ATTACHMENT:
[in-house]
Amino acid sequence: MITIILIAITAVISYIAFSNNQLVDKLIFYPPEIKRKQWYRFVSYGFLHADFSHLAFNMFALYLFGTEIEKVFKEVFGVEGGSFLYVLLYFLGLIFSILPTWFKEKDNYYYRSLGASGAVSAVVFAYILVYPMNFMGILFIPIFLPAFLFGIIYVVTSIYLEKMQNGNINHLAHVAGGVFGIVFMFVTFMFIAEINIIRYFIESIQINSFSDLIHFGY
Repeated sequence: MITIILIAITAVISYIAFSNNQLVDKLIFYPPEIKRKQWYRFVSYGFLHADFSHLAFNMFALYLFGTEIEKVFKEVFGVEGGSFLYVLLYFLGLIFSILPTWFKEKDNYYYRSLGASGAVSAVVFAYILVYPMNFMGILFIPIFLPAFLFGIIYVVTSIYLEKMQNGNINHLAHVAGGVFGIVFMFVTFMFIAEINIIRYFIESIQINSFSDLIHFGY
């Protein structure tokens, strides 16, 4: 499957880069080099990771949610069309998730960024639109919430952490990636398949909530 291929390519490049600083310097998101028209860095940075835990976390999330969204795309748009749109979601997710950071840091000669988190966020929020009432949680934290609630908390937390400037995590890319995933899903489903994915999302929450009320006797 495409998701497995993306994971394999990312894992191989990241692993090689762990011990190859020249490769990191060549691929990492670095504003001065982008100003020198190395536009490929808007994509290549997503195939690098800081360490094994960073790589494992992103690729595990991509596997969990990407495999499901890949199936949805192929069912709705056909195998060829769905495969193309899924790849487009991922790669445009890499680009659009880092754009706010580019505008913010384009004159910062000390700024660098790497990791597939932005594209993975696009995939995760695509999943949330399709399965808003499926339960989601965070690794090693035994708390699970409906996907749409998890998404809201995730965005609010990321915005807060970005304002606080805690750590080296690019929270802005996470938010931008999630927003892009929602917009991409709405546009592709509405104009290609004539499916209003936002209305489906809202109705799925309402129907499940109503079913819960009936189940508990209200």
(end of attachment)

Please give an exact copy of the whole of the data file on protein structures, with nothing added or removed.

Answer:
[in-house]
Amino acid sequence: MITIILIAITAVISYIAFSNNQLVDKLIFYPPEIKRKQWYRFVSYGFLHADFSHLAFNMFALYLFGTEIEKVFKEVFGVEGGSFLYVLLYFLGLIFSILPTWFKEKDNYYYRSLGASGAVSAVVFAYILVYPMNFMGILFIPIFLPAFLFGIIYVVTSIYLEKMQNGNINHLAHVAGGVFGIVFMFVTFMFIAEINIIRYFIESIQINSFSDLIHFGY
Repeated sequence: MITIILIAITAVISYIAFSNNQLVDKLIFYPPEIKRKQWYRFVSYGFLHADFSHLAFNMFALYLFGTEIEKVFKEVFGVEGGSFLYVLLYFLGLIFSILPTWFKEKDNYYYRSLGASGAVSAVVFAYILVYPMNFMGILFIPIFLPAFLFGIIYVVTSIYLEKMQNGNINHLAHVAGGVFGIVFMFVTFMFIAEINIIRYFIESIQINSFSDLIHFGY
């Protein structure tokens, strides 16, 4: 499957880069080099990771949610069309998730960024639109919430952490990636398949909530 291929390519490049600083310097998101028209860095940075835990976390999330969204795309748009749109979601997710950071840091000669988190966020929020009432949680934290609630908390937390400037995590890319995933899903489903994915999302929450009320006797 495409998701497995993306994971394999990312894992191989990241692993090689762990011990190859020249490769990191060549691929990492670095504003001065982008100003020198190395536009490929808007994509290549997503195939690098800081360490094994960073790589494992992103690729595990991509596997969990990407495999499901890949199936949805192929069912709705056909195998060829769905495969193309899924790849487009991922790669445009890499680009659009880092754009706010580019505008913010384009004159910062000390700024660098790497990791597939932005594209993975696009995939995760695509999943949330399709399965808003499926339960989601965070690794090693035994708390699970409906996907749409998890998404809201995730965005609010990321915005807060970005304002606080805690750590080296690019929270802005996470938010931008999630927003892009929602917009991409709405546009592709509405104009290609004539499916209003936002209305489906809202109705799925309402129907499940109503079913819960009936189940508990209200």